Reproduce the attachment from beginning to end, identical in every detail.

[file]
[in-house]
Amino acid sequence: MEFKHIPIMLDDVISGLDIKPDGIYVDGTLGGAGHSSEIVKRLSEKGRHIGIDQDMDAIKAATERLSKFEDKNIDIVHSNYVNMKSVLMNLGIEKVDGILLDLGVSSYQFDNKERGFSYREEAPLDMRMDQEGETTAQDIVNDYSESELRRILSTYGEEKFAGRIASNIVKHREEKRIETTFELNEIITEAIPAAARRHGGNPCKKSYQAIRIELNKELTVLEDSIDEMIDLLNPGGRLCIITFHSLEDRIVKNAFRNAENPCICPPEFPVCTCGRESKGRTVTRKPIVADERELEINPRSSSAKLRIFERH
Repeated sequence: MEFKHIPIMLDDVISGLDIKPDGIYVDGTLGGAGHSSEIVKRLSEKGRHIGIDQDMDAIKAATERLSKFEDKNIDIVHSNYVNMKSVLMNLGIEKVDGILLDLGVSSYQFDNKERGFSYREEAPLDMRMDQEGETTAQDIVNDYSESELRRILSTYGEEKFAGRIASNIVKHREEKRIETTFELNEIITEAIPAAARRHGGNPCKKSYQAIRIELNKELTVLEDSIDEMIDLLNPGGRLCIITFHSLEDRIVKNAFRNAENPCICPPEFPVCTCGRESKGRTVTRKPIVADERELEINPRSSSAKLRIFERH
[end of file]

[in-house]
Amino acid sequence: MEFKHIPIMLDDVISGLDIKPDGIYVDGTLGGAGHSSEIVKRLSEKGRHIGIDQDMDAIKAATERLSKFEDKNIDIVHSNYVNMKSVLMNLGIEKVDGILLDLGVSSYQFDNKERGFSYREEAPLDMRMDQEGETTAQDIVNDYSESELRRILSTYGEEKFAGRIASNIVKHREEKRIETTFELNEIITEAIPAAARRHGGNPCKKSYQAIRIELNKELTVLEDSIDEMIDLLNPGGRLCIITFHSLEDRIVKNAFRNAENPCICPPEFPVCTCGRESKGRTVTRKPIVADERELEINPRSSSAKLRIFERH
Repeated sequence: MEFKHIPIMLDDVISGLDIKPDGIYVDGTLGGAGHSSEIVKRLSEKGRHIGIDQDMDAIKAATERLSKFEDKNIDIVHSNYVNMKSVLMNLGIEKVDGILLDLGVSSYQFDNKERGFSYREEAPLDMRMDQEGETTAQDIVNDYSESELRRILSTYGEEKFAGRIASNIVKHREEKRIETTFELNEIITEAIPAAARRHGGNPCKKSYQAIRIELNKELTVLEDSIDEMIDLLNPGGRLCIITFHSLEDRIVKNAFRNAENPCICPPEFPVCTCGRESKGRTVTRKPIVADERELEINPRSSSAKLRIFERH